Transfiguration Sunday: Show and (Don’t) Tell

Using Jan’s artwork…
To use the image “Transfiguration II,” please visit this page at (This is also available as an art print—just scroll down to the “Purchase as an Art Print” section when you click the link to the image on the JRI site.) Your use of helps make the ministry of The Painted Prayerbook possible. Thank you!

Using Jan’s words…
For worship services and related settings, you are welcome to use Jan’s blessings or other words from this blog without requesting permission. All that’s needed is to acknowledge the source. Please include this info in a credit line: “© Jan Richardson.” For other uses, visit Copyright Permissions.


14 Responses to “Transfiguration Sunday: When Glory”

  1. Maureen Says:

    May the painting and writing salve the tenderly exquisite pain of your loss.

  2. Carol Westphal Says:

    thank you and blessings on your ongoing journey and the painted gifts you share with us!

  3. Bonnie Klatt Says:

    So happy to hear you have stepped out in faith to being painting again. May it refresh you as it enriches and blesses us.

  4. Mary Says:

    What an amazing sense of timing, Jan. You, posting this beautiful painting and blessing while still so new to the grief you bear…me, seeing this on our beloved son’s birthday…..the fifth without him here since he took his life. That you did this at this particular time is a connection across time and space. We are never alone.
    Thank you…and may your dreams this night be filled with stars and comfort.

    • Jan Richardson Says:

      Mary, thank you so much. I send you many blessings as you remember your son and travel your own path of grief and healing. I wish you much comfort and deep peace, and anything else you need! Thank you again.

  5. Susan Says:

    This painting is glorious! Opening your email brought my first big smile of Monday morning. You brought texture and flesh, somehow, into the drab email world. Thank you!

  6. Bernadette Cronin-Geller Says:

    I’m very happy to see you are back, realizing you are still so much in the grieving process…like the wounded healer…may you be blesse

  7. Tony Duncan Says:

    Thank you for the light you shine in the darkness. I appreciate your openness and honest – twin lights that shine in the darkness of all of us who suffer loss.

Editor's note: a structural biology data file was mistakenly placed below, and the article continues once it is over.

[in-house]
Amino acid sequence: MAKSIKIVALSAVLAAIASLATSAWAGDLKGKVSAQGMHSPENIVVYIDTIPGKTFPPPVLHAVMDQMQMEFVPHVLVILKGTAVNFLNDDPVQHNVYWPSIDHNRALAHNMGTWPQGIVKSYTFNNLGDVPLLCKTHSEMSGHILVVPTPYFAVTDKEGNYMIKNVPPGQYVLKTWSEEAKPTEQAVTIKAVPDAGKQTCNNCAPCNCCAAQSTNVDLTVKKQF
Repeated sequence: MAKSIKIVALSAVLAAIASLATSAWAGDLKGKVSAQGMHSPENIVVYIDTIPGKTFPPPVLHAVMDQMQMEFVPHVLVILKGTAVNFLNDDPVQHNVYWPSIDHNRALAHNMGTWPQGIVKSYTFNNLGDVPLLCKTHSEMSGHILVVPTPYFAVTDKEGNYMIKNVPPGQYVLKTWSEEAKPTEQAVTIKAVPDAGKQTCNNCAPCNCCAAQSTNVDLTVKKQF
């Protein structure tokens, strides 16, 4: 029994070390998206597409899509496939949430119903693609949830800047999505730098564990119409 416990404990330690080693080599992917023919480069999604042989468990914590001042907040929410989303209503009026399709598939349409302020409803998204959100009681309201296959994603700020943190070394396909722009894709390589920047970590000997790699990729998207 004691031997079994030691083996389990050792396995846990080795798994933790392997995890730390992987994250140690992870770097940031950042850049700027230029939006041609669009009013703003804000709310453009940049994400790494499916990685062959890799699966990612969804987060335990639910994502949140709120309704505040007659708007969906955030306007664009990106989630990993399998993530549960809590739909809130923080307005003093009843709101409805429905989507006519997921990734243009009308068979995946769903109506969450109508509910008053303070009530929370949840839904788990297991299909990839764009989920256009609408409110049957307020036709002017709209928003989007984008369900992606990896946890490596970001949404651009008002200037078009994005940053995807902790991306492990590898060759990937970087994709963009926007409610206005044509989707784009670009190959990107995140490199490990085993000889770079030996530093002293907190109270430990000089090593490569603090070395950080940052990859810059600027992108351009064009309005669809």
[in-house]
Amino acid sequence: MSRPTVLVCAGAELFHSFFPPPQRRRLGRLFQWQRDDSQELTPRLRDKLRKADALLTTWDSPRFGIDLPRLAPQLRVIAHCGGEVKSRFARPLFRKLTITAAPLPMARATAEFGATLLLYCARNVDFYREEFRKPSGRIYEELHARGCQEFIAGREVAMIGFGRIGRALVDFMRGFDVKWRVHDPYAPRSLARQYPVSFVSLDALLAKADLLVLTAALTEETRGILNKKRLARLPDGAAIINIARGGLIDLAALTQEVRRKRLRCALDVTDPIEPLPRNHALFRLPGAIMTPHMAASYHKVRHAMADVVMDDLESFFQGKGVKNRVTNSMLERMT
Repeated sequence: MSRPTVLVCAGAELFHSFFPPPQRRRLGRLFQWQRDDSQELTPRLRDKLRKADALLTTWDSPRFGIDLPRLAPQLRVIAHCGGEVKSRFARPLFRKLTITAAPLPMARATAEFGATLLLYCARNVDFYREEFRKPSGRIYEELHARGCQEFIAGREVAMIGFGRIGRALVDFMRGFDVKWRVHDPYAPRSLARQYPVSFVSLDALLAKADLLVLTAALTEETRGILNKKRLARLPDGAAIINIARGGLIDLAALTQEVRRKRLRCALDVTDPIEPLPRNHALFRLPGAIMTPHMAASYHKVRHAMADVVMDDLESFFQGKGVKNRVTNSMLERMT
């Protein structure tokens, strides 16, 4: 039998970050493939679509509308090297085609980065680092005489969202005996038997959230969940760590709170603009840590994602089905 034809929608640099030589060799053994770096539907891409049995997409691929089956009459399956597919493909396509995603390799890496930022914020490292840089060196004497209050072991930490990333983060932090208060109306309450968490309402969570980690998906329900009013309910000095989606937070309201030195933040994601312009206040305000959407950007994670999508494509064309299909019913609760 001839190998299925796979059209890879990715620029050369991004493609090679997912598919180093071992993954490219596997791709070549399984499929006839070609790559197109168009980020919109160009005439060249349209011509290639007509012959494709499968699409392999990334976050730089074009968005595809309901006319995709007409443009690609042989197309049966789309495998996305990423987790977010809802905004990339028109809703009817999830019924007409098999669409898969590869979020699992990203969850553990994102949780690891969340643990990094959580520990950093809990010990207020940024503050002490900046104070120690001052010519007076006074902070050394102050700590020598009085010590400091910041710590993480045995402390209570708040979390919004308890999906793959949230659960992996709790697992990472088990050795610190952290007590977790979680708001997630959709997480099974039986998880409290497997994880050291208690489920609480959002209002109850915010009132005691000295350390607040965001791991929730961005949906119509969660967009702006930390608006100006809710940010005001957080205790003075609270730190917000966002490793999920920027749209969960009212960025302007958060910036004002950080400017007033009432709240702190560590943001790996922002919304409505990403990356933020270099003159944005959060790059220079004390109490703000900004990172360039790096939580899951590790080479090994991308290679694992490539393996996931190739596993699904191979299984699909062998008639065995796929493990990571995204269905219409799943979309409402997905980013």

8. Carolyn Says:

    Amen and Amen and Amen and Amen.

  9. Jan Richardson Says:

    Friends, deep thanks to you for the gift of your words, your blessings, your support. I am so grateful. Bless you!

  10. Julie Peeples Says:

    I have so often found new openings for the Spirit when I read your poems and see your art, and have always been grateful for what your resources bring to my ministry. For you to be able to draw forth this beauty and depth now, from where you are, is so very moving. Thanks for your honesty, wisdom, and willingness to welcome us in.

  11. Victoria Says:

    I am overwhelmed by the beauty and integrity in these words Jan. You are a channel of Truth for so many people and I continue to be amazed at your commitment to the deeper layers – your constant walk through the rich soil – even when it is most painful. I love the transfiguration and I love this piece. Trust. ‘… trust what we have seen, what we have known, will go with us.’

    And this.

    ‘That when glory shines
    we will bring it
    back with us
    all the way
    all the way
    all the way down.’

    This was my perfect Friday morning reflection. Thank you precious woman.

  12. Bev Wilson Says:

    Jan – I keep coming back to this post. Both the poem and what you write are powerful & poignant. I do carry you with me and pray for you often.

    You are certainly bringing the Glory all the way all the way all the way down. And we are seeing Christ in you.

    Your courage inspires us. And your willingness to tell us of your pain and weakness in these days of grief. May you know the “both/and”. By that I mean in this your dark valley, may you know and see Christ in us as we offer him to you.

    Christ have mercy,

  13. Kathy Pannozzi Says:

    Jan-I have savored your blessings and shared them with friends and my own parish on many occasions. Thanks for so freely sharing who you are and where you are. I am often brought to tears by your words that capture a tender reality that so needs expression. Again- thank you.